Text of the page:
The old case file had been tucked away for over twenty years in the rafters of an attic. On the case file jacket in bold, handwritten letters was the name Robin Gecht. It was the original police file containing the names of twenty women connected with one of the most notorious gangs of serial killers in history.
The Chicago Rippers were a group of four hoodlums—Andrew Kokoraleis, Tommy Kokoraleis, Robin Gecht, and Edward Spreitzer (pictured below, left to right)—who practiced satanic worship. The men had journeyed into a trend of sorts that swept through the country in the late 1970's and into the early '80s, especially among teenagers: practicing satanic worship.
"The Ripper Crew," as they would come to be known, had taken their rituals much further than most who believed they could somehow make contact with evil from the dark side.
The case file revealed how the killers saved the flesh they had removed from their victims. According to the signed confession of Thomas Kokoraleis, he "cut up the breasts," and consumed them as a form of satanic communion in front of a makeshift altar.
Robin Gecht, the group's leader, had an altar in the attic of his Northwest Side home, where the young men gathered during the evening hours after Gecht's wife had left for work. Gecht had painted six twelve-inch red-and-black crosses on the walls and draped the altar with a red cloth.
Detectives from Chicago and the surrounding suburbs worked together to solve these horrific murders. Each case began as an abduction or a missing persons report. The first known case was Linda Sutton, 28, abducted from a Chicago suburb. Her severely mutilated body found with the left breast cut out from her chest was left naked in a field.
Each of the twenty victims were gang-raped and then forced to endure having their breasts sliced open and cut off using piano wire, ice picks, can openers, and hunting knives. The men would then use the cut body parts for a satanic sacrifice by eating the women's breasts. All but two of the victims died.
After several months, police hit a dead end. Nearly another year would pass before the next victim would be reported.
A break in the case finally came on October 7, 1982. A twenty-year-old woman by the name of Beverly Washington was discovered nude beside railroad tracks in Chicago. Barely alive and naked, with her left breast severed and the right badly mutilated, she survived the brutal attack.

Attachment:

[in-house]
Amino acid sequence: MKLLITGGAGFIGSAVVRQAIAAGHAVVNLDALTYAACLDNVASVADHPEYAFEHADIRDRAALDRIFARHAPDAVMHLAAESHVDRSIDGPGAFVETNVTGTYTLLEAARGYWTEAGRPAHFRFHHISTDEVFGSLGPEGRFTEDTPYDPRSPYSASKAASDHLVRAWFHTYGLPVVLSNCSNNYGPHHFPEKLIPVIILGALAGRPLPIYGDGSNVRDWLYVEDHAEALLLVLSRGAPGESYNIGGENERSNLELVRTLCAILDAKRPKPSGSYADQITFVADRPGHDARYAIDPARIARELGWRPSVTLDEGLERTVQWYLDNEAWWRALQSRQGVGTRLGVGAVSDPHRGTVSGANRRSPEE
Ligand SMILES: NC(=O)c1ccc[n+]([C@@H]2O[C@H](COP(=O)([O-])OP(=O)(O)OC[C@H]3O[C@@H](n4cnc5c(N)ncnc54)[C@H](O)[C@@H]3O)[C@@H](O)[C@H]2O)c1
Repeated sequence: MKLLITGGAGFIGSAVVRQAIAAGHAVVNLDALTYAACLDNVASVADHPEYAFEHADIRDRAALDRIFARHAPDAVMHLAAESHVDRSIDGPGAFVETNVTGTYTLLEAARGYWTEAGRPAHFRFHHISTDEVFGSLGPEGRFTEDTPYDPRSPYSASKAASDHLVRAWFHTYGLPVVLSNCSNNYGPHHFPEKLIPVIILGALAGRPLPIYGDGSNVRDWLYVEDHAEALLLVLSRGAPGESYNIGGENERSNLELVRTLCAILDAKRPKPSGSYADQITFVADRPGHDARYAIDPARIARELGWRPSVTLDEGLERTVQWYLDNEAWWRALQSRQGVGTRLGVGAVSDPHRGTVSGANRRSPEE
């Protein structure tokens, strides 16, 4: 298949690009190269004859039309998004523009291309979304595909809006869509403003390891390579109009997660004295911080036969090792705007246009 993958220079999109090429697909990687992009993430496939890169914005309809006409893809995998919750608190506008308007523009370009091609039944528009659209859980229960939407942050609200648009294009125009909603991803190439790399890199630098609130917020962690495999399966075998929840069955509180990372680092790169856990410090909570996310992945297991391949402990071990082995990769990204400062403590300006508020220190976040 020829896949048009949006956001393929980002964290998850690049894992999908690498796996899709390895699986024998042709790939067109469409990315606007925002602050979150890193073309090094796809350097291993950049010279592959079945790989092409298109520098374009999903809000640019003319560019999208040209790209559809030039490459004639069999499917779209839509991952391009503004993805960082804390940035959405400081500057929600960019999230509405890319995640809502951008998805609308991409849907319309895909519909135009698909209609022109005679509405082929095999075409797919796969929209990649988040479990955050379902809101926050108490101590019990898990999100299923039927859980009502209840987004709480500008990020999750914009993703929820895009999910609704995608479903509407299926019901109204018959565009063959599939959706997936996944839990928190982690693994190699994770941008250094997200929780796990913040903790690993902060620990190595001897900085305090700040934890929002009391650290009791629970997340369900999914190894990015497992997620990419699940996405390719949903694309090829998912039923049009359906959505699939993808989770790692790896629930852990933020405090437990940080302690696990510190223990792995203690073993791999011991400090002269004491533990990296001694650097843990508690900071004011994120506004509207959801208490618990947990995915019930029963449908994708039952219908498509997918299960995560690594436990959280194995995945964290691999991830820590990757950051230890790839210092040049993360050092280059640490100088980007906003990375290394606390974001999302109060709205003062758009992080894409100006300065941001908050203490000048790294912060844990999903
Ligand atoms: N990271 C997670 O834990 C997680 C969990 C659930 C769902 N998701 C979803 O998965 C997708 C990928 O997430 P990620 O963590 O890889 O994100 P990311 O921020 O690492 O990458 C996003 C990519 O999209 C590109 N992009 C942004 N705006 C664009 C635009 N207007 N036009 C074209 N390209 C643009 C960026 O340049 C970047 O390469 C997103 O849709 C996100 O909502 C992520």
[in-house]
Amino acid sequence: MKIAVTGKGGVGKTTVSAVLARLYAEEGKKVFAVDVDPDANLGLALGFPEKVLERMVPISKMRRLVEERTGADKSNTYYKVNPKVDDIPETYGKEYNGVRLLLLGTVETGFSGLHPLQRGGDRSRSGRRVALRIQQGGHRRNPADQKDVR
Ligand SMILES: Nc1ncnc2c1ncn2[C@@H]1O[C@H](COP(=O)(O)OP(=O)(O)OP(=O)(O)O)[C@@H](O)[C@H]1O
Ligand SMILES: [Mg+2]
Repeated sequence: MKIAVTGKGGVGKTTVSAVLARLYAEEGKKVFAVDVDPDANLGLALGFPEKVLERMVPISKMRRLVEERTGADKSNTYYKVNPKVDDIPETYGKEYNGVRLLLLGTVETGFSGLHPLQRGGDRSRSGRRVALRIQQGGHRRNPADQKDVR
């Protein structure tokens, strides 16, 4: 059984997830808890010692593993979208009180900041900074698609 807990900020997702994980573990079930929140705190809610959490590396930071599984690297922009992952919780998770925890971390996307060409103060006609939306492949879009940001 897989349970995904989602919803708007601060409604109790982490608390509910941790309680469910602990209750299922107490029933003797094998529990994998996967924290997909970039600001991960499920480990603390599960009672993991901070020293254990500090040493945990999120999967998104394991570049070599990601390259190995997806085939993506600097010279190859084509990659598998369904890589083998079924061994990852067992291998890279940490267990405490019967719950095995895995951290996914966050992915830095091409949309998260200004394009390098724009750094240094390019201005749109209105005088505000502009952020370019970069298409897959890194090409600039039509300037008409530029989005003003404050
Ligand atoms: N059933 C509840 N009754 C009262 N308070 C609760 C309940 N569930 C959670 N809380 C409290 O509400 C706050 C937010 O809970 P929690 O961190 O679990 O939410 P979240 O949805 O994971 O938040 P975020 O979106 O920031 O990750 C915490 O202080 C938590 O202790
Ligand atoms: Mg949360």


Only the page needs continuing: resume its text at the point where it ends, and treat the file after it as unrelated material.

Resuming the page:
Two Chicago Police Detectives from Area Four Violent Crimes were called into the case. They interviewed Beverly Washington from her hospital bed. She provided details of the van and a description of the four men who had abducted her.
A directive in the form of a memo from the Mayor's office stated this case was a priority. Specific case details of the victims' murders were withheld from the public. The detectives worked around the clock.
DNA testing had yet to be developed. The solving of the serial murders would be done using pure instinct and good old-fashioned police work.
On November 7, 1982, all four men were arrested. They were placed in separate interrogation rooms. Andrew Kokorakeis was the first to break, confessing to at least seven of eighteen known murders. The case notes included a hand-drawn map of a cemetery in a nearby suburb of Chicago. The badly decomposed body of a victim murderd five months earlier would be recovered by police based on the map.
The two detectives who would eventually solve the murders, Thomas Flynn and Phillip Murphy, had been partners for over twenty years. On January 6, 1984, during a ceremony at the police academy—with the Attorney General, Mayor, and Superintendent present—the detectives were honored and presented with a special plaque for solving the serial murders.
This would be their career case. One that the City of Chicago and this police detective's daughter would never forget.
In the strange twist of events that would follow, the detective, Philip Murphy, would no longer be known for solving the worst serial murder case in Chicago's history. Instead, five years later, his legacy would be for the murder of his wife, my mother, in 1989, before he took his own life.
My father was one hell of a detective, loved and revered by so many. He would be a man I never really knew. A man who brought terror and violence into our home on a regular basis.
And yet, a man who made the streets of Chicago a safer place to live. Much safer with the Ripper Crew off the streets. What became of them? Andrew Kokoralesis was executed in March of 1999; Thomas Kokoralesis is serving 470 years; Edward Sprietzer received a life sentence; and Robin Gecht is serving 120 years.